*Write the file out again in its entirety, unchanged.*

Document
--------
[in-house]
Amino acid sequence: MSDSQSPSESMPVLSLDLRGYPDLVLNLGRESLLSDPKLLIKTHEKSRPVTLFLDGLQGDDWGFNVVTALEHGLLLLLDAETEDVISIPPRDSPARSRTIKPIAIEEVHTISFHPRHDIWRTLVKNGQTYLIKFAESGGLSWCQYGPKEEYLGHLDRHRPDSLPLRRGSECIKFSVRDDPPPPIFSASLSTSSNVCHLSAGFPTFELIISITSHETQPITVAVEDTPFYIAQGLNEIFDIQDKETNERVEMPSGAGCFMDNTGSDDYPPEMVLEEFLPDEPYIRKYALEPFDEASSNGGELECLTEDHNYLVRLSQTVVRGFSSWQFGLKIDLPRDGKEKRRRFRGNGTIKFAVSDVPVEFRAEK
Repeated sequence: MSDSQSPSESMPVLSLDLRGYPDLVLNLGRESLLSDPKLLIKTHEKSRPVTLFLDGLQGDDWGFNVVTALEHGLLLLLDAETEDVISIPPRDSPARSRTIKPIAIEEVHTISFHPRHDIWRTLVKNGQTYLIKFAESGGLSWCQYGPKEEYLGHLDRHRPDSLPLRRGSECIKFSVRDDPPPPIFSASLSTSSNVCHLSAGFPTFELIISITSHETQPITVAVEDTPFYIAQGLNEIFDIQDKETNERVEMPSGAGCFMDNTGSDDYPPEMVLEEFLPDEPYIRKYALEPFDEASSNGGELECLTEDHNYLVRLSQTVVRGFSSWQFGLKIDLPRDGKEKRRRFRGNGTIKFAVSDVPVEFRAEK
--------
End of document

[in-house]
Amino acid sequence: MSDSQSPSESMPVLSLDLRGYPDLVLNLGRESLLSDPKLLIKTHEKSRPVTLFLDGLQGDDWGFNVVTALEHGLLLLLDAETEDVISIPPRDSPARSRTIKPIAIEEVHTISFHPRHDIWRTLVKNGQTYLIKFAESGGLSWCQYGPKEEYLGHLDRHRPDSLPLRRGSECIKFSVRDDPPPPIFSASLSTSSNVCHLSAGFPTFELIISITSHETQPITVAVEDTPFYIAQGLNEIFDIQDKETNERVEMPSGAGCFMDNTGSDDYPPEMVLEEFLPDEPYIRKYALEPFDEASSNGGELECLTEDHNYLVRLSQTVVRGFSSWQFGLKIDLPRDGKEKRRRFRGNGTIKFAVSDVPVEFRAEK
Repeated sequence: MSDSQSPSESMPVLSLDLRGYPDLVLNLGRESLLSDPKLLIKTHEKSRPVTLFLDGLQGDDWGFNVVTALEHGLLLLLDAETEDVISIPPRDSPARSRTIKPIAIEEVHTISFHPRHDIWRTLVKNGQTYLIKFAESGGLSWCQYGPKEEYLGHLDRHRPDSLPLRRGSECIKFSVRDDPPPPIFSASLSTSSNVCHLSAGFPTFELIISITSHETQPITVAVEDTPFYIAQGLNEIFDIQDKETNERVEMPSGAGCFMDNTGSDDYPPEMVLEEFLPDEPYIRKYALEPFDEASSNGGELECLTEDHNYLVRLSQTVVRGFSSWQFGLKIDLPRDGKEKRRRFRGNGTIKFAVSDVPVEFRAEK